Different Leadership Styles

Different Leadership Styles

The concept of leadership has been in existence from time memorial; individuals have always had people leading and guiding them in different capacities. Be it at work, school, home, or religious setting, there is always someone tasked with the responsibility of leading people. Leadership means different things to different people; to some, a leader is a father figure. Others view leaders as people who give instructions and commands. Whichever way you view leadership, know that leaders are expected to ensure that followers get things right. However, leadership isn’t as easy as it seems; it requires tact, skill, expertise, and experience.

Imagine a hypothetical situation where there isn’t any form of leadership in a country of 20 million people with vast human and material resources. That means there is no prime minister, no president, no manager, and no school head to mention but a few. Can you phantom the chaos that will ensure? How will the populace manage such resources? Who will tell them what to do? Would they be able to live in peace and harmony with each other? These questions and more emphasize the importance of leadership and leadership styles.

Although leadership has the same ultimate goal(s), different leaders adopt and employ different styles to attain the goal(s). While some prefer to take the transformational approach, others may choose to be more open-minded. Regardless of the approach used, getting results is all that matters. Moreover, no two people are the same; there will always be individual differences among human beings. Additionally, what works for me might not necessarily work for another person. Also, having various options and styles for leadership is a good thing; it will come in handy whenever you want to analyze the leadership process as a whole. Therefore, this article will focus on the meaning of leadership styles and describe the different leadership styles available.


Meaning of leadership style

A leadership style is a leader’s method of providing direction, implementing plans, and motivating people. In other words, a leadership style refers to a leader’s characteristic behaviors when directing, motivating, guiding, and managing groups of people. Great leaders can inspire political movements and social change. Their style of leadership also motivates others to perform, create, innovate, and inspire. Some factors that aid most professionals to develop their leadership style are experience, personality, the unique needs of their organization, and the organizational culture.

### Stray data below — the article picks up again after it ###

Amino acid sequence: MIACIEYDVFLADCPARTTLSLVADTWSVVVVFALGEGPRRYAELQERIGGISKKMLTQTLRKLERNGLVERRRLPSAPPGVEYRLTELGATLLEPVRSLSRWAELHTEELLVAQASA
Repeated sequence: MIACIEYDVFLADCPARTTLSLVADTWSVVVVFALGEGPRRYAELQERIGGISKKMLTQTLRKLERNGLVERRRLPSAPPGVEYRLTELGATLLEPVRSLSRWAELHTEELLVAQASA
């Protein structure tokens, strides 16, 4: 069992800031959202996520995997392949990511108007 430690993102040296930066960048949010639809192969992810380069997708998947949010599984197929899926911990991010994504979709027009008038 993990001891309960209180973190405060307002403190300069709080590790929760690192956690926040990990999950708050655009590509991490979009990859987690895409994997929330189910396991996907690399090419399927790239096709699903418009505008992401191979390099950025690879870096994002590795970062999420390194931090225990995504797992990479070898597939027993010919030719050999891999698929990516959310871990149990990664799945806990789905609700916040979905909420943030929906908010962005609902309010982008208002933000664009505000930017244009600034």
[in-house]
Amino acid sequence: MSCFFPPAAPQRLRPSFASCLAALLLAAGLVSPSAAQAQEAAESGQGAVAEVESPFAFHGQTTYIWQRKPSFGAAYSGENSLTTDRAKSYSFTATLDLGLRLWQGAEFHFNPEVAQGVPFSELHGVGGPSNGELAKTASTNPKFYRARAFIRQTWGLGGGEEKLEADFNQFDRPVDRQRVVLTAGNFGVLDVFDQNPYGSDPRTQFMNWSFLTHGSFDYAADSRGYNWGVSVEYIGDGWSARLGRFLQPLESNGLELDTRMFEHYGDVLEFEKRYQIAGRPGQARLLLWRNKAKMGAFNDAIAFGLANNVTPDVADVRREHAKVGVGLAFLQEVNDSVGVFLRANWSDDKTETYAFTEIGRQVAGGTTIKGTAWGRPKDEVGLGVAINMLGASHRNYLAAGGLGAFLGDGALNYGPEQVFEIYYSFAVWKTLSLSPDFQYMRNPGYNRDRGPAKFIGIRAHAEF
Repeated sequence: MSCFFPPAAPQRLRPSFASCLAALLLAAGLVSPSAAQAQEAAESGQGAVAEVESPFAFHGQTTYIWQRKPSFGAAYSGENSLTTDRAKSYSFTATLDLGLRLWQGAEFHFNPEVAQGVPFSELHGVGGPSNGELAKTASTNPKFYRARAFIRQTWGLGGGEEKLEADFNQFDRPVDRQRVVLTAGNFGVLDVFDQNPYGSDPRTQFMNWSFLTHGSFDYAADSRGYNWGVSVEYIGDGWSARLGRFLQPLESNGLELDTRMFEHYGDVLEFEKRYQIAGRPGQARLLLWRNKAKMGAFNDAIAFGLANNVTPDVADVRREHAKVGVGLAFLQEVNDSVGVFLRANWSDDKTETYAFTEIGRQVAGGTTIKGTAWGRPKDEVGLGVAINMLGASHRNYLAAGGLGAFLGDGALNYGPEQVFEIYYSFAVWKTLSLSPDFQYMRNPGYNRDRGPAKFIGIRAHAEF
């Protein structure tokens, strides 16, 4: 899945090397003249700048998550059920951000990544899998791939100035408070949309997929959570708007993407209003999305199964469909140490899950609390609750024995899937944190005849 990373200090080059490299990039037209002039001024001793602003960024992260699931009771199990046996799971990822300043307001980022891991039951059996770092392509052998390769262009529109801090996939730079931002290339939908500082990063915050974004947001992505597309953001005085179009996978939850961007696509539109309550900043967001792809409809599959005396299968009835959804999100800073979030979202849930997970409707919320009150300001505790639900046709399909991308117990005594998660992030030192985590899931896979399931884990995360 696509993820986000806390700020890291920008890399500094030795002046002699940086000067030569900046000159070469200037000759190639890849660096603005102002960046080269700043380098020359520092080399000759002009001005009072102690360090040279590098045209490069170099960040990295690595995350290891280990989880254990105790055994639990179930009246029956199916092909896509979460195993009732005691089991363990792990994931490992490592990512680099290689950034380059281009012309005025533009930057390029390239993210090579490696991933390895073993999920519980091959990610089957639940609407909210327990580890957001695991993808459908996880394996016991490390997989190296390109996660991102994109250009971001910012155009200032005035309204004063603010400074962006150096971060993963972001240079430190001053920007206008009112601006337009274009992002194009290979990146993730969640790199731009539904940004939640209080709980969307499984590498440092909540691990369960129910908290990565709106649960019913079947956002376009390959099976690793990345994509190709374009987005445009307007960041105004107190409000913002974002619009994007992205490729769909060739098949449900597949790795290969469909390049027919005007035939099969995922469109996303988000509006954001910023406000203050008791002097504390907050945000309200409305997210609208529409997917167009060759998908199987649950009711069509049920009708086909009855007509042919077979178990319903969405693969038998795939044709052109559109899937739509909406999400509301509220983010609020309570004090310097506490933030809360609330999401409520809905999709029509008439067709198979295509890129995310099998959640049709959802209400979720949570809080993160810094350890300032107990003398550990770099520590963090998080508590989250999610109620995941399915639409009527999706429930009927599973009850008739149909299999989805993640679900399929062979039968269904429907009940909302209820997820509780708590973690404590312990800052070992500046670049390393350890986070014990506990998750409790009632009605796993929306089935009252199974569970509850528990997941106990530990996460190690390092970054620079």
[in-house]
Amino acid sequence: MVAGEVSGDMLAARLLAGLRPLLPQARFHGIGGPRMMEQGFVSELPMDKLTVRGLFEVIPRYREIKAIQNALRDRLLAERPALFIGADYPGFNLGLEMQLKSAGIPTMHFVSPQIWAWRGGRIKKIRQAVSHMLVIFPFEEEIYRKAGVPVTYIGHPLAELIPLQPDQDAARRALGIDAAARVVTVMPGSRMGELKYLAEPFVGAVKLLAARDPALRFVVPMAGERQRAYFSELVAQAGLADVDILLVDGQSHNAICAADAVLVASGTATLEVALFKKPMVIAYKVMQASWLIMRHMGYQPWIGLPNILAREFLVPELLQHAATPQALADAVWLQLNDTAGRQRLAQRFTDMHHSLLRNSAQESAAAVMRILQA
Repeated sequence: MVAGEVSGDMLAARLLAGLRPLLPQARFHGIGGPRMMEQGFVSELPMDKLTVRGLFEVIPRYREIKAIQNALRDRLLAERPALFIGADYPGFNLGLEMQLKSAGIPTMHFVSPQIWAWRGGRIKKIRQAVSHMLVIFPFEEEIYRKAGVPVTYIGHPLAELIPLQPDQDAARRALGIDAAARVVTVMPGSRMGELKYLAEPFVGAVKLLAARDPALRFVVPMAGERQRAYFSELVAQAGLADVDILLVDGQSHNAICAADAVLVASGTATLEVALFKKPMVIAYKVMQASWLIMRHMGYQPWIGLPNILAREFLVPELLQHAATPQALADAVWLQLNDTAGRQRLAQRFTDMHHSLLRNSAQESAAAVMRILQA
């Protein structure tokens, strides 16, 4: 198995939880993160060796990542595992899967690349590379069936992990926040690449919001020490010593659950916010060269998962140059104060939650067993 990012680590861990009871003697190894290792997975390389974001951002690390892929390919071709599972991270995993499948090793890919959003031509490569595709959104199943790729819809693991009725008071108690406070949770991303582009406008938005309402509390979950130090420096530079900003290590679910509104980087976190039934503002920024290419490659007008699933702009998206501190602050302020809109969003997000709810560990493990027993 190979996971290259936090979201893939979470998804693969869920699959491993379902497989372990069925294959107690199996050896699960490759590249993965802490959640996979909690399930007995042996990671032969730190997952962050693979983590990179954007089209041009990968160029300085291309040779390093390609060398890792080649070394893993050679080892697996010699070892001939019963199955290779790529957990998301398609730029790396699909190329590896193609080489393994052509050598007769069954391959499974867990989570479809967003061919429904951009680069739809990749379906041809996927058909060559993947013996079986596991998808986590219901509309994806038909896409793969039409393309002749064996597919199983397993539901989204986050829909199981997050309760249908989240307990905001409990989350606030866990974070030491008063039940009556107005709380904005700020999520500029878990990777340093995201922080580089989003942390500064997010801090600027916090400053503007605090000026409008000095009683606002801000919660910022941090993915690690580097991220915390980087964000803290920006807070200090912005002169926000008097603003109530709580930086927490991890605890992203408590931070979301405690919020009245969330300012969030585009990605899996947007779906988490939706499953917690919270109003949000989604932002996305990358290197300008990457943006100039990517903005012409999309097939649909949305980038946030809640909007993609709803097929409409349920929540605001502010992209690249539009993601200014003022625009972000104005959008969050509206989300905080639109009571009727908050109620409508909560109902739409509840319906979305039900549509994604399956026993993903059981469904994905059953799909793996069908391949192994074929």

Why Is It Important to Develop a Leadership Style?

The following are the importance of developing a leadership style;

  • Developing a leadership style allows the leaders to know their strengths and weaknesses.
  • Leadership styles enable leaders to communicate better with staff and people around them.
  • For each leadership style, there are ideal work environments. Having a grip of this information will allow you to select work environments where your style would be an asset.
  • When challenges arise in the workplace, you can contribute best to the solution by understanding your leadership style. In other words, the leadership style will enable you to address a problem differently than others.


Types of Leadership Styles

Below are the most common types of leadership styles

  • Autocratic leadership style
  • Laissez-faire leadership style
  • Democratic leadership style
  • Transformational leadership style
  • Transactional leadership style
  • Servant leadership style
  • Bureaucratic leadership style
  • Coaching leadership style

Autocratic leadership style

The autocratic leadership style depicts the distinction and difference between a leader and a follower; the autocrat ensures that only a distinct professional relationship exists between them and their followers. In addition, such leaders regard direct supervision as fundamental in maintaining a successful environment and followership. Relatively, the autocratic leadership style follows the vision of those that are in control and may not necessarily be compatible with those that are being led. This leadership style focus on efficiency and output. Also, this style of leadership is called the authoritarian style of leadership.

The benefits of the autocratic leadership style include promoting productivity through delegation, providing clear and direct communication, and reducing workers’ stress by making decisions quickly on their own. In contrast, the challenges faced by this leadership style are high levels of stress because such leaders feel responsible for everything. Similarly, autocrats do not have the adulation of their team because they are not flexible and often do not listen to others’ opinions.

Laissez-faire leadership style

A Laissez-faire leadership style allows team members or followers to have complete freedom to make decisions concerning the completion of their work. It allows team members to self-rule; while at the same time offering guidance and support when requested. Additionally, since leaders that adopt this style don’t spend time supervising employees, they tend to dedicate more time to other projects.

The leadership style has some benefits; it inspires creativity, innovation, and accountability, and provides a relaxed and conducive work environment. Also, it increases the employee retention rate. However, this style of leadership doesn’t work well for new hires; remember, such employees need initial support and guidance from their first day at work. In relation, there may be an absence of structure, and leadership confusion and employees may feel like they are not fully supported.